Sunday, July 16, 2017
Immigration reforms passed by Congress in 1996 created “expedited removal,” see Immigration and Nationality Act § 238, 8 U.S.C. § 1228, a process of abbreviated procedures and judicially unreviewable deportation decisions. Before 2017, expedited removal had been limited to noncitizens (1) apprehended within 100 miles of the U.S. border; and (2) in the country for less than two weeks. Designating Aliens for Expedited Removal, 69 Fed. Reg. 48877 (Aug. 11, 2004). Noncitizens apprehended near the U.S. borders who have been in the United States for a relatively short period of time are likely to have fewer established ties to this country, such as family, friends, employment, and community, than longer term residents; such limited ties to the United States make it easier to justify speedy removal with limited process. Nonetheless, expedited removals of any noncitizens without judicial review raise serious constitutional questions. See, e.g., Gerald L. Neuman, The Habeas Corpus Suspension Clause After Boumediene v. Bush, 110 Colum. L. Rev. 537, 571-77 (2010). For criticisms of expedited removal as implemented, see U.S. Comm’n on Int’l Religious Freedom, Report on Asylum Seekers in Expedited Removal (2005).
Sections 11(b) and (c) of President Trump’s January 25, 2017 Border Security Order promise to greatly expand the current scope of expedited removal. The order eliminated the geographic limits to expedited removal and made the procedures applicable to noncitizens in the country for as long as two years. By so doing, the order effectively extends the border for purposes of summary immigration enforcement. Summary deportations of persons, with family (including U.S. citizen children), friends, community, and a job — put differently, ties to the United States -- raise substantial Due Process and related questions.
I have been of the opinion that, if the Trump administration seeks to implement the expanded expedited removal provisions of the executive order through regulations, legal challenges on constitutional and other grounds are likely. The Fifth Amendment guarantees Due Process rights to all immigrants, including undocumented immigrants, physically present in the United States. The Supreme Court has generally held that, before they can be removed from the United States, noncitizens physically present in the country – no matter the length of time or immigration status (i.e., undocumented immigrants have due process rights) – are entitled to a hearing that comports with Due Process. See, e.g., Bridges v. Wixon, 326 U.S. 135, 161 (1945); Kwong Hai Chew v. Colding, 344 U.S. 590, 603 (1953); Yamataya v. Fisher (The Japanese Immigrant Case), 189 U.S. 86, 99-100 (1903). The Court has consistently found that, because of the significant interests of the noncitizen physically present in the United States at stake, a removal hearing with full Due Process rights is required by the Constitution. See, e.g., Fong Haw Tan v. Phelan, 333 U.S. 6, 10 (1948) (“Deportation is a drastic measure and at times the equivalent of banishment or exile.”); Bridges v. Wixon, 326 U.S. 135, 147 (1945) (emphasizing that “deportation may result in the loss ‘of all that makes life worth living’”) (citation omitted) (emphasis added). Consequently, the Supreme Court on several occasions has ruled that, even when Congress appeared to eliminate all judicial review of an order, removing a noncitizen from the country the Constitution requires some kind of judicial review. See, e.g., INS v. St. Cyr, 533 U.S. 135, 147 (2001).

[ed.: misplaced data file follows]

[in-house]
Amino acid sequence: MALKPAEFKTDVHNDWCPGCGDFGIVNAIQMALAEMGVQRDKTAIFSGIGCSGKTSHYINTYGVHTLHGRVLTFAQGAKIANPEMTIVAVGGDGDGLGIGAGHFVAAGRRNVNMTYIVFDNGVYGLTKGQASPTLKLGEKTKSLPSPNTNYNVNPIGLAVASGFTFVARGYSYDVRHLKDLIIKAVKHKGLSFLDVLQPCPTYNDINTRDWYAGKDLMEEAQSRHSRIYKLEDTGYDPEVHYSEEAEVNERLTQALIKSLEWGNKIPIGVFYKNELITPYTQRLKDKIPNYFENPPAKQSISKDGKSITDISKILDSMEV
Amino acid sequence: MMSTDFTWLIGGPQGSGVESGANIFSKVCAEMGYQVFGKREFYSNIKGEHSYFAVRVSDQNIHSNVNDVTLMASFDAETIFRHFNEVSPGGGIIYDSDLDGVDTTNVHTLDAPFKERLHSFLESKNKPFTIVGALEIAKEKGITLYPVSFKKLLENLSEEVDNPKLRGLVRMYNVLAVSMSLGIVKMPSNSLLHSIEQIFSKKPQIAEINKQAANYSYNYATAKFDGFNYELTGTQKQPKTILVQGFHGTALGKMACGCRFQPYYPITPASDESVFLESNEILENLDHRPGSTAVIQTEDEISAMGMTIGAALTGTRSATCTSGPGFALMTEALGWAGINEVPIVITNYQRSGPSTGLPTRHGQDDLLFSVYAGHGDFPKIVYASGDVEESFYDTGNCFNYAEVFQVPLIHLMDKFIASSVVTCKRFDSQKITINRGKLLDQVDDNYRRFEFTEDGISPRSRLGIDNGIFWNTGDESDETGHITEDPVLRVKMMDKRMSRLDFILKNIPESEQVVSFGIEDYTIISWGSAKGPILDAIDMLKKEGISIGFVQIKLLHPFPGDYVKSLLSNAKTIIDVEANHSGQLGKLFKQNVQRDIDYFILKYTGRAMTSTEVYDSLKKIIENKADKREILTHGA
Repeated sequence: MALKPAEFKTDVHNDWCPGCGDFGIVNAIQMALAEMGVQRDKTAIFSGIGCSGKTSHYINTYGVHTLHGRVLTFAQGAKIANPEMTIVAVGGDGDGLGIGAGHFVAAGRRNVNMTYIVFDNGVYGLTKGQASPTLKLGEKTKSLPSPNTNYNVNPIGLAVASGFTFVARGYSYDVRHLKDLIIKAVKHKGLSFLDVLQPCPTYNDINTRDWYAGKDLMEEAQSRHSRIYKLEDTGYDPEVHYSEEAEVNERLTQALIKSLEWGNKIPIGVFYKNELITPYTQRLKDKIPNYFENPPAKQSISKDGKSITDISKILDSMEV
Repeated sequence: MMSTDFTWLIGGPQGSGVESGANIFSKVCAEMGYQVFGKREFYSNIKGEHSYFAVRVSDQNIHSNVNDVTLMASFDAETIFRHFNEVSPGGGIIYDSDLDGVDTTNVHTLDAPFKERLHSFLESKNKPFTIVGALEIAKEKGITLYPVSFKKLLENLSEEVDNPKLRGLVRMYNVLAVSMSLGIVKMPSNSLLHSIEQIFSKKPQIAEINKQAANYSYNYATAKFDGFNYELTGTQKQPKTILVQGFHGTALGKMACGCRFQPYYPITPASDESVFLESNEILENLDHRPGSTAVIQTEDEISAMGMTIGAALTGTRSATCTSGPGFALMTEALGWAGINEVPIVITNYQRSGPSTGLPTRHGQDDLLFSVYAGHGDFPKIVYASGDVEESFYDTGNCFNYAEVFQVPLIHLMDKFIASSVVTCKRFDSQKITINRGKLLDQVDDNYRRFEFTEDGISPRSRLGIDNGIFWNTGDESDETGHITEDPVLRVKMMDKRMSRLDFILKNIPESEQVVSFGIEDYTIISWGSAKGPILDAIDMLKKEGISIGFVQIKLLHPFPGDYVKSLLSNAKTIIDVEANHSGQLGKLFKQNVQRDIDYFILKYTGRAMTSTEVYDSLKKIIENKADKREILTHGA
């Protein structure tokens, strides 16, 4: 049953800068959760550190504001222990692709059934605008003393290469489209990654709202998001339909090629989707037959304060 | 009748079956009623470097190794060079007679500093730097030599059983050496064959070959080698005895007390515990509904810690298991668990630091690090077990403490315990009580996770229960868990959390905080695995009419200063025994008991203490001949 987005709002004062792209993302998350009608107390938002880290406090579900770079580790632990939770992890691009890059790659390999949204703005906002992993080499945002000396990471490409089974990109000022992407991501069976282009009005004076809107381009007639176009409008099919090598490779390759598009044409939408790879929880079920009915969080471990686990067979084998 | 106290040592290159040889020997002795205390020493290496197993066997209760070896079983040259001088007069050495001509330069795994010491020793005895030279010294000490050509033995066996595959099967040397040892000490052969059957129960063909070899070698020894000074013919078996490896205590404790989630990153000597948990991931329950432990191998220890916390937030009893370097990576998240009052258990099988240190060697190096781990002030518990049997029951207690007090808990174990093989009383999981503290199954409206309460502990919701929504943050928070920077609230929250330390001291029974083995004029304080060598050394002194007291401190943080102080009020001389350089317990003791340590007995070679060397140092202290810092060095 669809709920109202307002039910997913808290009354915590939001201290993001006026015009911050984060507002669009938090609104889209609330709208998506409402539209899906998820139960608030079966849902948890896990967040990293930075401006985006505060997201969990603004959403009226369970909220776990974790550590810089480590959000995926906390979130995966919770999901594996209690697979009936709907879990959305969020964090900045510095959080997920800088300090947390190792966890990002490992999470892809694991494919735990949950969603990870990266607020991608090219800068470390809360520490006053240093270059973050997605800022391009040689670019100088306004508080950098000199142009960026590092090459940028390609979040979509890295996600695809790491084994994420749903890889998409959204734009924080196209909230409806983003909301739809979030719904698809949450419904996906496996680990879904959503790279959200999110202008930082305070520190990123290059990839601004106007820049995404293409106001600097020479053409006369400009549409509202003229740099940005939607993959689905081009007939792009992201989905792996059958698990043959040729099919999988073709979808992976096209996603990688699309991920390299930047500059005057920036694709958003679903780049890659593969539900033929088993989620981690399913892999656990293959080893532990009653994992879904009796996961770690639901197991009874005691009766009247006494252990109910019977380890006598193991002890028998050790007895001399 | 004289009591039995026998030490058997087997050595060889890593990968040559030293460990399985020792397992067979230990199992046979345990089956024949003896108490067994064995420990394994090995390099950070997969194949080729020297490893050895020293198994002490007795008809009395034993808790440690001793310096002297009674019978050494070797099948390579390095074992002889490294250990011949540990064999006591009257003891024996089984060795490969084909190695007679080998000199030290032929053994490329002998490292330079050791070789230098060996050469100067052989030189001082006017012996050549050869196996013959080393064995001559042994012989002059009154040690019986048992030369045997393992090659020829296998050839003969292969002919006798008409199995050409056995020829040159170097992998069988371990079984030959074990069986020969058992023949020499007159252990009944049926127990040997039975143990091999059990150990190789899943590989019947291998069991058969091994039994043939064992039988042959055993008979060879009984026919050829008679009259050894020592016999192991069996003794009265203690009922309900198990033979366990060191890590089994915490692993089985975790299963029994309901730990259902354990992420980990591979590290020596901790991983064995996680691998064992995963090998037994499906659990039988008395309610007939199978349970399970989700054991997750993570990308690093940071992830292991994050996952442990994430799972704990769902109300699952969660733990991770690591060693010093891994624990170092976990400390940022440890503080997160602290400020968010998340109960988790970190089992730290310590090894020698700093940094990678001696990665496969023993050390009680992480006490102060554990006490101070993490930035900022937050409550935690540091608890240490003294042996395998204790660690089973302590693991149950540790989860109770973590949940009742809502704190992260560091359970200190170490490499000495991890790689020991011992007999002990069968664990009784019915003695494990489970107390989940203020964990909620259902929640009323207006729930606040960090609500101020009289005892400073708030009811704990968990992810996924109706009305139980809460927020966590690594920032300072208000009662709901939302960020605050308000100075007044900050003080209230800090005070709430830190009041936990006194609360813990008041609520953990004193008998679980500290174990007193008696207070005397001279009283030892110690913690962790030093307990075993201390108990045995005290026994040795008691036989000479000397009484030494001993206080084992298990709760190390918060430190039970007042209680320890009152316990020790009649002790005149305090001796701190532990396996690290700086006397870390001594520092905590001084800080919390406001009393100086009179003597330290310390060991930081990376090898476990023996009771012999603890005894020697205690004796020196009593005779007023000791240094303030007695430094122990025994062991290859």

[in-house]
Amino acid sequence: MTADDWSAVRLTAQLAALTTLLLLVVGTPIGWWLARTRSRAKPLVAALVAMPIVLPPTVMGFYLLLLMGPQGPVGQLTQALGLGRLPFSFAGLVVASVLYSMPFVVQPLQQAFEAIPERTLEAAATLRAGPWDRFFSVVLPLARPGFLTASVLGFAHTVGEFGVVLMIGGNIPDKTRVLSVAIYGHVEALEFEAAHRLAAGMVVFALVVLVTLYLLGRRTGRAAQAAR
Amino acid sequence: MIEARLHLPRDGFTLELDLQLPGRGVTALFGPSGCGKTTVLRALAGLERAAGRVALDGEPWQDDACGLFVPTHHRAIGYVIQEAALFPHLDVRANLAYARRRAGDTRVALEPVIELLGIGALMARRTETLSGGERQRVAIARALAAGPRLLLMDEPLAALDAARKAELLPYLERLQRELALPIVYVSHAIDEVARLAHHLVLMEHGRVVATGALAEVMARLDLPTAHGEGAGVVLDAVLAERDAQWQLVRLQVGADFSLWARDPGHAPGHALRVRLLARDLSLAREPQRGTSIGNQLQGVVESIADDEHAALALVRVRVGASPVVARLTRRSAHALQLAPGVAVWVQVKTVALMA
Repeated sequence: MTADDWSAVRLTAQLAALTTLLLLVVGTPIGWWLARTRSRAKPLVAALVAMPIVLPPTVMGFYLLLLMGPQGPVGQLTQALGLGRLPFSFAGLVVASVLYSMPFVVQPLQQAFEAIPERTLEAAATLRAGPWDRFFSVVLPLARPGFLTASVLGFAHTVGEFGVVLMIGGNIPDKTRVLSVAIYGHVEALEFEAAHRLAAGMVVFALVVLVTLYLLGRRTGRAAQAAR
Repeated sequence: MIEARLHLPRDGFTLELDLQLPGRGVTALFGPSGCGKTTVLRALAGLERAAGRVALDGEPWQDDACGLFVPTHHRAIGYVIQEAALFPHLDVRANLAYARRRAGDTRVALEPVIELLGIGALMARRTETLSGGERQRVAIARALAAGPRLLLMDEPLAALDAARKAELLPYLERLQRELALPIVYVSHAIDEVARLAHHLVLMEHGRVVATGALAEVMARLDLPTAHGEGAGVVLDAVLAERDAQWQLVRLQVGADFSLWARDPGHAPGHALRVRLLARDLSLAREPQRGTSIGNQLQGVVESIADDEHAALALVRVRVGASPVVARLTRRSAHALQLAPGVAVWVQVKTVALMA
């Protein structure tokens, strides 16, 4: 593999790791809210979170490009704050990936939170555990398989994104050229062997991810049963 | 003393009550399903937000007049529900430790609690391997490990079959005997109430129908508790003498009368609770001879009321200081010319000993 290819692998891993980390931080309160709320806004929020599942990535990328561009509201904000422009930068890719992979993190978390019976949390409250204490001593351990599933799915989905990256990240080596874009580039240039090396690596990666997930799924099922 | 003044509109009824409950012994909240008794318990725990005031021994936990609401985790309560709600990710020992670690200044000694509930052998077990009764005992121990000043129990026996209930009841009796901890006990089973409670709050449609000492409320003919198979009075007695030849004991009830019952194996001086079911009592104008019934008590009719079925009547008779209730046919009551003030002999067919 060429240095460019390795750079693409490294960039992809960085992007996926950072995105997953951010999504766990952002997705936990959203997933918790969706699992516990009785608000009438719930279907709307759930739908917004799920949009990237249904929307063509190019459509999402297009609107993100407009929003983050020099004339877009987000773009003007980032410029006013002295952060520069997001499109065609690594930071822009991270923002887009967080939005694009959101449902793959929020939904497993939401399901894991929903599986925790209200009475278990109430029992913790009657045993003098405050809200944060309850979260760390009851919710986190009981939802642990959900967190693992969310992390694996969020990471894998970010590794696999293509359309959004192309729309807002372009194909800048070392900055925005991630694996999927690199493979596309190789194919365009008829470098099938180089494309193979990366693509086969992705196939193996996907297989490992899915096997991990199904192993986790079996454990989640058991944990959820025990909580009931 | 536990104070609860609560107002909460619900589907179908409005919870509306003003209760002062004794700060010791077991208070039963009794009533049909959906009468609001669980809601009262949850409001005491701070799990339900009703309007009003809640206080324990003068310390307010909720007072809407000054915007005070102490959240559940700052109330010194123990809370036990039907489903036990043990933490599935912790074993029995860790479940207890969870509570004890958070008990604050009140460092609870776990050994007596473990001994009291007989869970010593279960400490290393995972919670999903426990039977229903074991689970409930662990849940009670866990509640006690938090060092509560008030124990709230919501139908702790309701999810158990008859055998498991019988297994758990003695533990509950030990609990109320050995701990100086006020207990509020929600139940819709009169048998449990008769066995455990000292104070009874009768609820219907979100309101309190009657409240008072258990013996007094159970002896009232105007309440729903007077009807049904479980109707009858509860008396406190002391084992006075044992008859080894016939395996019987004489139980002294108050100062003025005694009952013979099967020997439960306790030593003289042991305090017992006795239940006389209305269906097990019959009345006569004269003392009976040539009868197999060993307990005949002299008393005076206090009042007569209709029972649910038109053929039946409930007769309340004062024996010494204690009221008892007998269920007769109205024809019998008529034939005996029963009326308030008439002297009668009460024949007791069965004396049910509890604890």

The Supreme Court’s decision in Landon v. Plasencia, 459 U.S. 21 (1982); which involved the denial of entry into the United States of a long-term lawful permanent resident who had left the country for a weekend in Mexico, is the modern touchstone for determining the scope of Due Process rights of noncitizens. It likely will be at the center of any Due Process challenge to expanded expedited removal.
The Washington Post reports that the Trump administration is considering the implementation of expanded expedited removal as outlined in the executive order. The Post reportedly obtained "a 13-page internal agency memo" detailing the changes. "Two administration officials confirmed that the proposed new policy, which would not require congressional approval, is under review. The memo was circulated at the White House in May, and DHS is reviewing comments on the document from the Office of Management and Budget, according to one administration official familiar with the process . . . . "
The Post story states that an expansion of the expedited removals process would be “a recipe for disaster,” according to Lee Gelernt, the deputy director of the American Civil Liberties Union’s Immigrants Rights Project.
“If you have to give people genuine due process, you can’t just move people out of the country with the snap of your fingers,” Gelernt said. “But once you start instituting summary removal processes all over the country, then you can start seeing mass deportations.”
“Right now, someone apprehended in St. Louis would be entitled to a full hearing,” he said. “With expedited removal, you pick a person up, and they could be gone immediately.”
Expanded expedited removal would be a big step for the Trump administration. Stay tuned for updates on further developments.